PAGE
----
The topic for the panel was Travel
& Tourism: A $1.6 trillion industry in search of an identity,
and we were about 90 minutes into allotted time of an hour and 45
minutes. Tim Zagat, CEO of the Zagat Survey, was seated next to me
on the dais, and as another panelist was answering a question, he
leaned over to whisper in my ear. Theres an elephant in the room,
he said. No ones talking about how our foreign policy impacts
travel and tourism.
afternoon -- and three panels deeper into the World Travel &
Tourism Councils Global Summit -- we passed each other in the
corridor. A herd of elephants! Zagat called over.
As that evenings
dinner event emptied out into the night, I saw him again. A herd? I
We stepped out of
the way as other delegates headed to the hotel buses. Look, he
said, a lot of people here are being incredibly polite. A lot of
people here, really senior people, are ticked off about not being
able to get visas in a reasonable amount of time, or are tired of
being looked at as if theyre a terrorist every time they visit the
Thats one elephant.
Another is that a lot of people dont want to do business here
because of Sarbanes-Oxley. Theyd prefer to go up on the London
The third is that
our government listens in on phone calls. There are a lot of people
who think, Im a foreigner, and they might listen in on my business
calls. Im not saying that they do, but visitors may not have the
same confidence in our government that we do.
Fourth is our
attitude toward treaties. If we disagree with other countries, we
simply say theyre irrelevant. We think were protecting the world
with our innate goodness, but thats not how everyone else sees
Not wanting to
appear politically partisan in his remarks, Zagat amended his
original metaphor. Not just a herd of elephants. A few jackasses,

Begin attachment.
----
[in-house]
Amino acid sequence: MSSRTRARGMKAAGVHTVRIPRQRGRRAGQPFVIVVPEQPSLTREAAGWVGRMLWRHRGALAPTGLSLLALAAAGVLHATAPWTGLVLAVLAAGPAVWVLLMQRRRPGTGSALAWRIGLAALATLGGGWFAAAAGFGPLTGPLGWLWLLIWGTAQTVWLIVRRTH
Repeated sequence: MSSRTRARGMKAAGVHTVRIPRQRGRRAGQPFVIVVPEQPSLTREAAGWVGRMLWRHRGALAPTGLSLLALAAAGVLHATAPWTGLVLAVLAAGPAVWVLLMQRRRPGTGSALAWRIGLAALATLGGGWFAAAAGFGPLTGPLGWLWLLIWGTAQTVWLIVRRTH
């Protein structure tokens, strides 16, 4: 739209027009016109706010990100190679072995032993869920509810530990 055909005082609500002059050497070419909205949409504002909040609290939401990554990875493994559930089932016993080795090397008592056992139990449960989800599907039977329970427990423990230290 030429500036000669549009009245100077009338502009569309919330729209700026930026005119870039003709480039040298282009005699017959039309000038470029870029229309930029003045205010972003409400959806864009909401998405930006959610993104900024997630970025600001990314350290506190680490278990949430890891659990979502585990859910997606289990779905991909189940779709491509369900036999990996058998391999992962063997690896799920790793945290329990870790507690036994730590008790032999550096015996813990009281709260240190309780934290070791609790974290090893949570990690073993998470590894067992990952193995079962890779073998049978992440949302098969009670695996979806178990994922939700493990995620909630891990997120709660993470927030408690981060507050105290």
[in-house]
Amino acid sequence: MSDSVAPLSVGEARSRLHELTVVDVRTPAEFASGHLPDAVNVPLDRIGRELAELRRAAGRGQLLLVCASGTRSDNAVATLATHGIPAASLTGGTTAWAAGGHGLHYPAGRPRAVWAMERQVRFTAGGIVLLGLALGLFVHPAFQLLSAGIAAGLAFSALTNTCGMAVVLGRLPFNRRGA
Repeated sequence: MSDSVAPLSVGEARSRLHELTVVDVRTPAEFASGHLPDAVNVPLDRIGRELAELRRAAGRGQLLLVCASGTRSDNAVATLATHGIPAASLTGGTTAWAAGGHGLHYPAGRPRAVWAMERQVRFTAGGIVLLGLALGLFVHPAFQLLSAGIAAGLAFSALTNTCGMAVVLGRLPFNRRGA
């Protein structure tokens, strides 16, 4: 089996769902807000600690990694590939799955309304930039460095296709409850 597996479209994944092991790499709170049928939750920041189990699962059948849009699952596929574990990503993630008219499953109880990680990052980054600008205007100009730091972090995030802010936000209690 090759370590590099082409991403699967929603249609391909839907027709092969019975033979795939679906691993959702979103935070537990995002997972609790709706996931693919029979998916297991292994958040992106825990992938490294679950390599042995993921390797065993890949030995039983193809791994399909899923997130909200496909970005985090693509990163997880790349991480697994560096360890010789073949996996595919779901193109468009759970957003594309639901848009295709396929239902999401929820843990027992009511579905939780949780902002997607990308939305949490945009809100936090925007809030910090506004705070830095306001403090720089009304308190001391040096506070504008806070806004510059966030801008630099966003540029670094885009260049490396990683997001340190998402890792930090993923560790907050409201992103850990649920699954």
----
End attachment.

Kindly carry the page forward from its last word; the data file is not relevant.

The next morning,
in her address to delegates, Secretary of State Condoleezza Rice
nodded her head toward one of Tims elephants, though she didnt
quite look it in the eye.
Regarding visa wait
times, she claimed that the U.S. had dramatically decreased the
wait time for visas but also acknowledged that it was only the
beginning, and I understand that.
To give a sense of
how large that elephant still is, a Department of Homeland Security
official told me during the Summit that theres a three-month
waiting period for a citizen of India to get an appointment for an
interview to apply for a U.S. visa, the appointment being just the
very first step in the process.
I spied a few other
elephants in the room, the largest being the lack of government
interest to fund a meaningful U.S. marketing campaign.
On the second day
of the Summit, Commerce Secretary Carlos Gutierrez nodded to my
elephant, saying, We can do so much more to promote the U.S. as a
To give a sense of
how large my elephant is, it was also pointed out during the Summit
that the city of Las Vegas spends well over $200 million to promote
just that one city.
In contrast, the
U.S. spends $6 million to promote the entire nation.
In opening the
summit, WTTC Chairman Vince Wolfington said that having four
cabinet secretaries appear before industry leaders was a gesture of
participation but warned that it must be followed by means, money,
action and emphasis to demonstrate that our government understands
the value of travel and tourism -- and that, if it has the will, it
can clear a herd of elephants out of a room.